As in other areas of the business world, the COVID-19 pandemic has changed the way bakery and snack producers are implementing sanitation strategies and chemicals in the workplace. Many are focusing on all areas of the food processing facility, even entryways, common areas, bathrooms and offices. Many are installing scrubber systems to maintain proper cleaning and sanitizing of boots. Also, many are using shoe bath mats or boot sanitizing systems that spray onto the floor at entrances to production areas prior to an employee entering the area.

Many food processors already had proper cleaning procedures in place to combat most food borne pathogens; however, those procedures were not always followed or the proper chemicals utilized. The difference now is these policies and procedures are being followed, according to Anthony Chaffin, vice president of sales, Global BioProtect, Columbus, OH. “Also, food processors are rethinking their chemical strategies to ensure that the right chemicals are being used in the right areas. They are investing in touchless items such as hands-free towel and soap dispensers along with foot pedals for door entry and exits.”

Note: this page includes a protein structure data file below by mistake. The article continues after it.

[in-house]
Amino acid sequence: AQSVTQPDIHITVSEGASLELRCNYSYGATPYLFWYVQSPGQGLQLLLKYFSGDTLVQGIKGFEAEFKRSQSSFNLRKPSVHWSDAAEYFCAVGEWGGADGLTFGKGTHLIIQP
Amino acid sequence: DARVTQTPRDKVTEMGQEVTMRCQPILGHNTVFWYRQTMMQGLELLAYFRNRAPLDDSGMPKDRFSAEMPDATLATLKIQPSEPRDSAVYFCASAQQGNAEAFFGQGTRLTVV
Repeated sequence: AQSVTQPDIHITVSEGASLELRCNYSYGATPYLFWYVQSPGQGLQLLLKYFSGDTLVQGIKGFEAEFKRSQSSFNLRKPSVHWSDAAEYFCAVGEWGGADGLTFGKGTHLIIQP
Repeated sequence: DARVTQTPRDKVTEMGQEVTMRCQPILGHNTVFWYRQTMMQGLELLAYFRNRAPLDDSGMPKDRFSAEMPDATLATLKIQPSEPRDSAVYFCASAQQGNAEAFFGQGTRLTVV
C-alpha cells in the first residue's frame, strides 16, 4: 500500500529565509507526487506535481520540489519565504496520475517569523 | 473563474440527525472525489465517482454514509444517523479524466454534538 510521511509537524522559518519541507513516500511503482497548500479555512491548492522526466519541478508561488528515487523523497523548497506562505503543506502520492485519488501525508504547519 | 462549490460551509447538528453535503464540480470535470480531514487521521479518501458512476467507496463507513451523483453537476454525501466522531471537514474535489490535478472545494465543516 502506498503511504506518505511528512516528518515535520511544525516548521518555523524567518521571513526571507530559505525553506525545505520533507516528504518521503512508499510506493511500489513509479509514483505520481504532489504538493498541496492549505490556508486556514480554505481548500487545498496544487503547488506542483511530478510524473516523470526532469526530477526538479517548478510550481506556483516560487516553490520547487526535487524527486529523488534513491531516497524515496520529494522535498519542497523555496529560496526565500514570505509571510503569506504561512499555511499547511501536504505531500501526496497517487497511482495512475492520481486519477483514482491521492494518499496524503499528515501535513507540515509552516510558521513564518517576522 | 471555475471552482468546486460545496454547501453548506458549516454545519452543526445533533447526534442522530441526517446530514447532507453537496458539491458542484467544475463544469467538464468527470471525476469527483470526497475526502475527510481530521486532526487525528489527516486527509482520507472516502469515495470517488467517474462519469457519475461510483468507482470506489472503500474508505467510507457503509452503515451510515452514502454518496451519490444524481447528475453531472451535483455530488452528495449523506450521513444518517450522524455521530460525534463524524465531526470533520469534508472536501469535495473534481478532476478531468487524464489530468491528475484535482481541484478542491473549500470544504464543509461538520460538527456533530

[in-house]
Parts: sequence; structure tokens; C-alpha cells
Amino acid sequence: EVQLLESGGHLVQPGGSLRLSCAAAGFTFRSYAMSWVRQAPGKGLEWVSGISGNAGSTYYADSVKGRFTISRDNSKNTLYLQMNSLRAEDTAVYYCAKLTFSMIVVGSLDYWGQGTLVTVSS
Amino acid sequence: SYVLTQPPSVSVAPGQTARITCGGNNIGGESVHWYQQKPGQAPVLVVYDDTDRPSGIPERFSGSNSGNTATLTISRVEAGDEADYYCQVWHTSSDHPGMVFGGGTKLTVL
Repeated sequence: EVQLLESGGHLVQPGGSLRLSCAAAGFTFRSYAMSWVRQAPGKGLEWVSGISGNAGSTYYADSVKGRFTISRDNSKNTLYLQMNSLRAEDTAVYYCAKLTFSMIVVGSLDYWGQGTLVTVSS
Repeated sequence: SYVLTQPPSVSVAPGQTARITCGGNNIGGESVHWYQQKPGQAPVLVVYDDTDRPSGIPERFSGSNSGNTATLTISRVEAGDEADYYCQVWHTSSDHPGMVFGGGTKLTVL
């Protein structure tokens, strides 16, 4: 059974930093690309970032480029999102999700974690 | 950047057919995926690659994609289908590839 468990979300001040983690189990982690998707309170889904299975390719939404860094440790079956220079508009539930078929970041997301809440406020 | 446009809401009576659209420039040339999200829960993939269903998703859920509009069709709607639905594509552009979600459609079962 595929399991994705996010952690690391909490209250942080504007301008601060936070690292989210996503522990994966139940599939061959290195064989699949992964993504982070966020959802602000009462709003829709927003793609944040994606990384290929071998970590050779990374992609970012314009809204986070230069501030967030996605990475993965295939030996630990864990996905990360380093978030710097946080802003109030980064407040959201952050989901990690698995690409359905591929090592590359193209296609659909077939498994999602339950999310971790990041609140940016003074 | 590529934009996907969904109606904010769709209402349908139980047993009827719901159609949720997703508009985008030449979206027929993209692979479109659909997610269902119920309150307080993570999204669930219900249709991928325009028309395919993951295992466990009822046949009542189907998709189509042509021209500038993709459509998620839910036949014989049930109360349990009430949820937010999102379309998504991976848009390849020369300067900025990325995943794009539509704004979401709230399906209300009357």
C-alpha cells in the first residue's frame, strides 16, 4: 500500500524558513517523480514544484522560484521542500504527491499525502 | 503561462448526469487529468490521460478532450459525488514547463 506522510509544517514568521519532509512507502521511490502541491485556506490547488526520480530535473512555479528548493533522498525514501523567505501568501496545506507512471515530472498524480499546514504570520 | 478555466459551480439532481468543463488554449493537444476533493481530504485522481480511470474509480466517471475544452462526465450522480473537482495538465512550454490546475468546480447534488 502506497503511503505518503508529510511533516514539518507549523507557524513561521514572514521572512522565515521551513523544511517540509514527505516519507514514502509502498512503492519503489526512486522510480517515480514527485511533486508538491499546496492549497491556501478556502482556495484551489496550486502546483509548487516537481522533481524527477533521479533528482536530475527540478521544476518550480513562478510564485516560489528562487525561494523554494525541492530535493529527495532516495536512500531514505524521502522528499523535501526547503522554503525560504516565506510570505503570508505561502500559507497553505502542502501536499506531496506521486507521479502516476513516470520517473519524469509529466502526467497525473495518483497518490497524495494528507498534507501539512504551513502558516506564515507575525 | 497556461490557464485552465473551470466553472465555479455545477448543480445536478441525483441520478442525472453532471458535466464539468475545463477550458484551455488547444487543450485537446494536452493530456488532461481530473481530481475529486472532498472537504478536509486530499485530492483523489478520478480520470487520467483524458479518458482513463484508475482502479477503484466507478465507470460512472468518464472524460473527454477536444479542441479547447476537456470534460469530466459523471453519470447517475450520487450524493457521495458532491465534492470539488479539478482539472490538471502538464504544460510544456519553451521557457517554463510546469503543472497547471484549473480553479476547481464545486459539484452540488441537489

Most food processors have changed their standard operating procedures to reflect a more thorough sanitation schedule to ensure cleanliness of the plant, according to Patrick T. Casey CP-FS, regional sales manager, Best Sanitizers Inc., Penn Valley, CA. “Also, they are choosing to use quality cleaning and sanitation chemicals that are backed up with the certifications and registrations critical to reducing cross-contamination.”